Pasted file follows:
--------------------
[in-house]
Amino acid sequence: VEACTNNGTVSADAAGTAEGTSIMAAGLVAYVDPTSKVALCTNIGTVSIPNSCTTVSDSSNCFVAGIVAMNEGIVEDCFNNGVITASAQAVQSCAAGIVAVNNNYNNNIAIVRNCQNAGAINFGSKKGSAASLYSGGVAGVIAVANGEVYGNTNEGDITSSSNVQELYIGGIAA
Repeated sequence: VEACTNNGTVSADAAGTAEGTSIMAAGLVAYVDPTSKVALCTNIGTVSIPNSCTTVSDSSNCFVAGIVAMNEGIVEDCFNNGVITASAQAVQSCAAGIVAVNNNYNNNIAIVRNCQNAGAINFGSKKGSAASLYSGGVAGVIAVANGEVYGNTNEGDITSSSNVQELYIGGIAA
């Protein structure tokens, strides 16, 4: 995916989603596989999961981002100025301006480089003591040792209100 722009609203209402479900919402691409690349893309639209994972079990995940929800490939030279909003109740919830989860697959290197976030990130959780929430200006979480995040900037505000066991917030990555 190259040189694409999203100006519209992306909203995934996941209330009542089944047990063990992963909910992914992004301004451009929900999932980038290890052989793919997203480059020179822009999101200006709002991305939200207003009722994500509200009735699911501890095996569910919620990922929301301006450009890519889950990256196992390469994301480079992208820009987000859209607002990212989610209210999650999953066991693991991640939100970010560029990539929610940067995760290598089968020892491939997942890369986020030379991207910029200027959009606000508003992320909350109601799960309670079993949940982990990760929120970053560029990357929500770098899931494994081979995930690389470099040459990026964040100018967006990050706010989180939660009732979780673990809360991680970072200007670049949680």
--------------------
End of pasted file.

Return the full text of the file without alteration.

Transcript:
[in-house]
Amino acid sequence: VEACTNNGTVSADAAGTAEGTSIMAAGLVAYVDPTSKVALCTNIGTVSIPNSCTTVSDSSNCFVAGIVAMNEGIVEDCFNNGVITASAQAVQSCAAGIVAVNNNYNNNIAIVRNCQNAGAINFGSKKGSAASLYSGGVAGVIAVANGEVYGNTNEGDITSSSNVQELYIGGIAA
Repeated sequence: VEACTNNGTVSADAAGTAEGTSIMAAGLVAYVDPTSKVALCTNIGTVSIPNSCTTVSDSSNCFVAGIVAMNEGIVEDCFNNGVITASAQAVQSCAAGIVAVNNNYNNNIAIVRNCQNAGAINFGSKKGSAASLYSGGVAGVIAVANGEVYGNTNEGDITSSSNVQELYIGGIAA
């Protein structure tokens, strides 16, 4: 995916989603596989999961981002100025301006480089003591040792209100 722009609203209402479900919402691409690349893309639209994972079990995940929800490939030279909003109740919830989860697959290197976030990130959780929430200006979480995040900037505000066991917030990555 190259040189694409999203100006519209992306909203995934996941209330009542089944047990063990992963909910992914992004301004451009929900999932980038290890052989793919997203480059020179822009999101200006709002991305939200207003009722994500509200009735699911501890095996569910919620990922929301301006450009890519889950990256196992390469994301480079992208820009987000859209607002990212989610209210999650999953066991693991991640939100970010560029990539929610940067995760290598089968020892491939997942890369986020030379991207910029200027959009606000508003992320909350109601799960309670079993949940982990990760929120970053560029990357929500770098899931494994081979995930690389470099040459990026964040100018967006990050706010989180939660009732979780673990809360991680970072200007670049949680």